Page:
It’s been a year of crises in the travel industry, but D’Souza points out that the various disasters have in fact allowed Kanoo Travel to play to its major strengths as a corporate TMC — which is crisis management.

When the earthquake and tsumani struck in Japan in March, Kanoo immediately evacuated around 15 clients. And when protests broke out in Egypt at the start of the year the company chartered aircraft for the emergency evacuation of clients in a 15-day operation that cost around AED 3.7 million. (US $1million).

“We set up an emergency response centre where we had a team of managers and staff who were responsible for bringing people safely back to their home countries.”

He adds: “In any eventuality, one of the most important things we observe is that companies are critical about the lives of their staff.”

Innovate to grow

So what are the biggest challenges ahead for Kanoo Travel? D’Souza says this is to constantly innovate in order to keep pace with the changing demands of the travel sector.

“Business is growing and our territories are expanding. Our customers’ need to travel beyond the traditional frontiers have increased. Now they are looking at further regions and more time-sensitive projects.

“Working in Iraq, with oil companies for example requires you to be highly precise. It’s very time sensitive because if you miss the schedule these companies will incur a heavy cost.

“Also our customers are well-informed now, they are looking for more from us and service always has to be kept high; but they don’t want to compromise on cost. So this has added further challenges to travel companies. This is why we are re-aligning our service modules and our approaches.”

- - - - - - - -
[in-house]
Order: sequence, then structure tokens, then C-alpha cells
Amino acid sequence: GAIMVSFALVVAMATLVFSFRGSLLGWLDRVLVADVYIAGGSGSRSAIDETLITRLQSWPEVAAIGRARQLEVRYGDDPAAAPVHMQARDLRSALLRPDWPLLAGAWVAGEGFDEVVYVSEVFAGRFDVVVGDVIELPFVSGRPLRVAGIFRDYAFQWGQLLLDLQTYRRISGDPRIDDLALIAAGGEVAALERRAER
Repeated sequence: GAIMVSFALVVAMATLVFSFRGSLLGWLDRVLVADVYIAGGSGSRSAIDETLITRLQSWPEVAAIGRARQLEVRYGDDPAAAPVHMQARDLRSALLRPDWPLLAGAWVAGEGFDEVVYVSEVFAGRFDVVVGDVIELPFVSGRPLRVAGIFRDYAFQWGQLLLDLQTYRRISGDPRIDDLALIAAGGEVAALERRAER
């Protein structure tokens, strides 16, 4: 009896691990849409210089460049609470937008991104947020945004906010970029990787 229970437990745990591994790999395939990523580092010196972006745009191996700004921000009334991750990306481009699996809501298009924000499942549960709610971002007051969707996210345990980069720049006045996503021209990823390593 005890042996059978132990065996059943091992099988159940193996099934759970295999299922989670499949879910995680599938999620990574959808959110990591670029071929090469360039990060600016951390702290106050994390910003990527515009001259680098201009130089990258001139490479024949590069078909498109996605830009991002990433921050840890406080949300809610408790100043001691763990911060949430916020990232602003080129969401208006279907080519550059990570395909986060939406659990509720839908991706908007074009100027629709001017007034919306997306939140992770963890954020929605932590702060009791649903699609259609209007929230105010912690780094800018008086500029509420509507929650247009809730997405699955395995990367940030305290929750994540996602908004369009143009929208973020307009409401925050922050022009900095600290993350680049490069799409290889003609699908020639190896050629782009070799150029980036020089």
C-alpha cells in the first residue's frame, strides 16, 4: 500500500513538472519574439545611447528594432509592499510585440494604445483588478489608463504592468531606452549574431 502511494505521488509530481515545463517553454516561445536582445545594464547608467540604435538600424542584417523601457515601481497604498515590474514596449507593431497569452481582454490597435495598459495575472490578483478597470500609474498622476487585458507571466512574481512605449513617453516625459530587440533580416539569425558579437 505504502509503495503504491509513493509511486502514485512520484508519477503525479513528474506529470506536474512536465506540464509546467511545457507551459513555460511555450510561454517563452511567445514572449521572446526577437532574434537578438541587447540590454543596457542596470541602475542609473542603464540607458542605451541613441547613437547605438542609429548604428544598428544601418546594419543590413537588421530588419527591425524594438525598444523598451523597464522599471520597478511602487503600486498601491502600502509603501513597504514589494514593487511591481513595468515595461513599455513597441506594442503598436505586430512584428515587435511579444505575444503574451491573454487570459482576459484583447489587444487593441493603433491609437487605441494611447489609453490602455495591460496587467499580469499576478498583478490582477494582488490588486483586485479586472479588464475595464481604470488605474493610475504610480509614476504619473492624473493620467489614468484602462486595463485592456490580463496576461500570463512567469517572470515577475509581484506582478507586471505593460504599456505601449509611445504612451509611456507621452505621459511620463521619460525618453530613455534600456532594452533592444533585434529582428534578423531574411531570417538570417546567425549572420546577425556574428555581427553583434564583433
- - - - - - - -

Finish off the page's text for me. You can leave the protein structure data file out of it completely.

This translates as a tightening up on procedures at Kanoo. D’Souza has spoken out strongly in the past about what he sees as one of the biggest risks facing travel companies in Gulf — offering extended credit periods.

He believes this “risk is slowly diminishing” thanks to Kanoo pioneering the use of credit cards for its corporate customers, such as American Express BTA (Business Travel Account) cards.

“Kanoo is at the forefront in providing these credit solutions to our corporate clients. More and more customers from our end are taking up these cards, but the objective is to provide them to all our customers — because, at the end of the day, we are the ones who still need to make payments to airlines twice a month.”

Future expansion

Despite the challenges, D’Souza is positive that business is finally on the up for corporate travel — so much so that he predicts Kanoo Travel will “go beyond achieving its budgets this year to the tune of 20 -30%.”

“Things are looking brighter in the travel industry and our business is growing. We are signing more and more accounts so that’s a good indication of us coming out of the woods after the recession. I am optimistic and hopeful that 2011 will be a good year after the lull of the past few years.”

And for the future growth of Kanoo Travel, it seems anything is possible.

With 22 branches in the UK, as well as some in France, Kanoo is already making a name for itself beyond GCC borders — a trend which D’Souza says will continue. “We are looking at Kanoo Travel being a truly global company.”

He refuses to give too much away, but hints that the company is currently eyeing up various investments and acquisitions in a bid to further enhance the travel offering.

“When it comes to acquisitions and investments there are a number of things you can do. Whenever it makes commercial sense for us to acquire and grow, our company will seek out those partnerships.”

Just last month, for example, the Kanoo Group launched the company’s first hotel ever hotel — the K Hotel, in Bahrain.

So what about a Kanoo Travel Airline, could this be next up on the cards?

“Well, why not? That could be a reality in the next couple of years. We don’t have plans as of right now to start an airline but I don’t rule out any good possibilities in the future.

“It is subject to the owner’s discretion and their plans and ideas,” he continues. “And when the time is right they will decide on whether to start an airline, or even launch some more hotels.”

“The coming decade will offer a lot of opportunity to expand,” says D’Souza. “We just have to ride the crest.”